It was also a display of God’s superiority over all other so-called gods, and for the benefit of all God’s people throughout the ages.  Cattle suffered since there is a relationship between man and animals, both were created on the 6th day. Furthermore, it was another judgment on the food of Egypt. It did in fact affect women as well; Exodus 11:5-6 “the firstborn of “the slave girl at her hand mill,” the servant girl who ground the grain”, a representative of the lowest in the society. Wives, would lose their husbands if they were first born.  The “wailing” is the same word used by God in Exodus 3:7,9 to describe the crying of Israel from the misery of their slavery. Things have now been turned so that now the Egyptians are crying out over an even greater suffering. The prediction of worse wailing “than there has ever been or ever will be again” is hard to dismiss: nothing like this in their history has ever occurred.  

Concerning the firstborn in Genesis, we learn that God often rejected the firstborn son and chose the next son to carry on the family line and receive God’s blessing. God chose Abel, and then Seth, but not Cain; He chose Shem, not Japheth; Isaac, not Ishmael; and Jacob, not Esau. These choices represent God’s sovereign grace, but they are a way of saying that the first birth is not acceptble by God. We must experience a second birth, a spiritual birth, before God can accept us (John 1:12-13; John 3:1-18). The firstborn son represents humanity’s best, but that isn’t good enough for a holy God. Because of our first birth, we inherit Adam’s sinful nature and are lost; but when we experience a second birth through faith in Yeshua, we receive God’s divine nature and are accepted in Messiah. The Lord had endured with much patience the rebellion and arrogance of the king of Egypt and his advisors and his cruel treatment of the Jewish people. God warned Pharaoh many times, but he would not submit. One day every knee will bow to God to do so now leads to life to resist leads to death.Exodus 11:7 Once again Moses reports God’s intention to differentiate between the Egyptians and Israel in their suffering. The lesson for Egypt and all mankind is that when death is on its way, it is a judgment for sin and absolutely necessary to make things right with God. We all face this reality, we all sin and thus we all die.  Man has several ways of facing this certain reality. The nihilist believes he has nothing to live for so he destroys himself.  The hedonist tries to distract himself so he doesn’t have to think about death and eternity. “Eat, drink, and be merry, for tomorrow we die.” The moralist tries to live the best life he can, hoping that God will accept him in the end. He says, “I’ve tried to be a good person. What more can God ask?” What most refuse to do is the one thing that God requires, and that is to repent for their sin, and receive God’s solution for sin, the one who died for that sin, the Lamb of God. Revelation, which echoes the plagues of Egypt, tells what people need to do when facing God’s judgment; repent of their sins and find safety in the mercy of God. Instead, the people will “curse the name of God, who had control over these plagues, they will refuse to repent and glorify him” (Rev. 16:9).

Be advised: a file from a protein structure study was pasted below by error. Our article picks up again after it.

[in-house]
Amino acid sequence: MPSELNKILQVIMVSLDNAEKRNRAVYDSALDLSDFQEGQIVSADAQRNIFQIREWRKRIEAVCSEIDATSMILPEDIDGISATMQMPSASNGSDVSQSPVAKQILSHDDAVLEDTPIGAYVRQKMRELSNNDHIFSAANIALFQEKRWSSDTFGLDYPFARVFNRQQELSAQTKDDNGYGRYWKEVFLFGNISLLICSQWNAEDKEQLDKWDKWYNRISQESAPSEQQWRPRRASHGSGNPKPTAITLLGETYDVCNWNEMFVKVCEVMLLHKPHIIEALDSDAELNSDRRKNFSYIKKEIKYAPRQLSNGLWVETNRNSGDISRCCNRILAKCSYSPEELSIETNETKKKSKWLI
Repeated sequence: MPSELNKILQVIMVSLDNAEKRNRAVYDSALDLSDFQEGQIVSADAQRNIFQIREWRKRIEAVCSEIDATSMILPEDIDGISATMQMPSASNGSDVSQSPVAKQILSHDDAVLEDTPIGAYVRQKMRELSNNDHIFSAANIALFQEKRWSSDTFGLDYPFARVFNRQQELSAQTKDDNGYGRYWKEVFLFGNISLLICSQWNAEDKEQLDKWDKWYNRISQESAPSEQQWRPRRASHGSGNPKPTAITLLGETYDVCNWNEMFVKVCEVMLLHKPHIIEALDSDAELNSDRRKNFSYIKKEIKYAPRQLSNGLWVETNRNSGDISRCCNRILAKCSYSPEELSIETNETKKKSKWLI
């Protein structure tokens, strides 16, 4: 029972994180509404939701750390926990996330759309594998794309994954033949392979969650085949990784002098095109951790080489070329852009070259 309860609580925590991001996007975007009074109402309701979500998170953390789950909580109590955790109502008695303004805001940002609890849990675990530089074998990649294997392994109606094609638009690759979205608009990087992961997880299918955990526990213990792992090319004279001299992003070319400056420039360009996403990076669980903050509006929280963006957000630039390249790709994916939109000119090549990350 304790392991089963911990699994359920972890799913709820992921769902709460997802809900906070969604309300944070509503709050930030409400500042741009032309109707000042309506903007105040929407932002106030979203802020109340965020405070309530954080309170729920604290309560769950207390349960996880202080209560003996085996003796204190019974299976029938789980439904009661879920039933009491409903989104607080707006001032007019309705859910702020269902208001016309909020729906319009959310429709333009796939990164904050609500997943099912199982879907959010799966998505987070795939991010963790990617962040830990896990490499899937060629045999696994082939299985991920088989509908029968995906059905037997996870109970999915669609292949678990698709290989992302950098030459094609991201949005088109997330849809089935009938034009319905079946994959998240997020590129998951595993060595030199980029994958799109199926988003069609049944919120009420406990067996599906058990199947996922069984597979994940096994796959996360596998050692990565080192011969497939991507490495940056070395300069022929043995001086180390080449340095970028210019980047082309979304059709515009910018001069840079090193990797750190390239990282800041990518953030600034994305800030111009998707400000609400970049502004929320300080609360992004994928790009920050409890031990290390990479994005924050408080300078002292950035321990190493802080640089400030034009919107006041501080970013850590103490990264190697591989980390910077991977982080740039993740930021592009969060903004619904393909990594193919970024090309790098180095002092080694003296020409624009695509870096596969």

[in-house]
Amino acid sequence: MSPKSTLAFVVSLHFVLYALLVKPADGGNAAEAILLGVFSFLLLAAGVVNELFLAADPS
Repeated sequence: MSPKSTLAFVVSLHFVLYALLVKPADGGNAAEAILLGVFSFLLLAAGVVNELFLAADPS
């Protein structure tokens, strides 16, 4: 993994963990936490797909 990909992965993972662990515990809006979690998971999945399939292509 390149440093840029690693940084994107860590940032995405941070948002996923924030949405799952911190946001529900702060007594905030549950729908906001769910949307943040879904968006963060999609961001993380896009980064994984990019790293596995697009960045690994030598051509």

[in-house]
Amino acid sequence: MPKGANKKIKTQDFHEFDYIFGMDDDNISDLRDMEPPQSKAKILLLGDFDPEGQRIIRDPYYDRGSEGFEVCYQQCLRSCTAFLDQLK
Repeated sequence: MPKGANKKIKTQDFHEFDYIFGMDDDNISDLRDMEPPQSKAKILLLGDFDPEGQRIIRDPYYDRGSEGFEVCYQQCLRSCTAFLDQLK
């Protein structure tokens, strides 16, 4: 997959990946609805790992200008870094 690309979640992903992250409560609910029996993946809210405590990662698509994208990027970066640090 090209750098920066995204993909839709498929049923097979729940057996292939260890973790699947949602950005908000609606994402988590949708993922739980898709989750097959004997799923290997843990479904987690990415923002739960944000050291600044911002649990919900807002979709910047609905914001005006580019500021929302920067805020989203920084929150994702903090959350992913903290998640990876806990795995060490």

Exodus 11:8-10 Moses predicted to Pharaoh the reversal of roles between Israel and the Egyptians. The people who had once bowed down to Pharaoh would now bow down to Moses, not to acknowledge him as their king and lord as they did Pharaoh but to plead with him to leave Egypt and take Israel with him. The Egyptians would disagree with the king’s policy. Moses said that the time would come when all Egypt would want and beg for the exodus of Israel. Moses painted an image of the royal officials turning from Pharaoh, and pleading with Moses to leave. Moses’ anger in leaving Pharaoh related to the death Pharaoh had pronounced against himself and his people Egypt. V 9 is a summary of Exodus 4:21–23. V 10 reminds us of what had been happening throughout the plague accounts, as predicted: God showed his wonders to the world, but Pharaoh continues to resist letting Israel leave.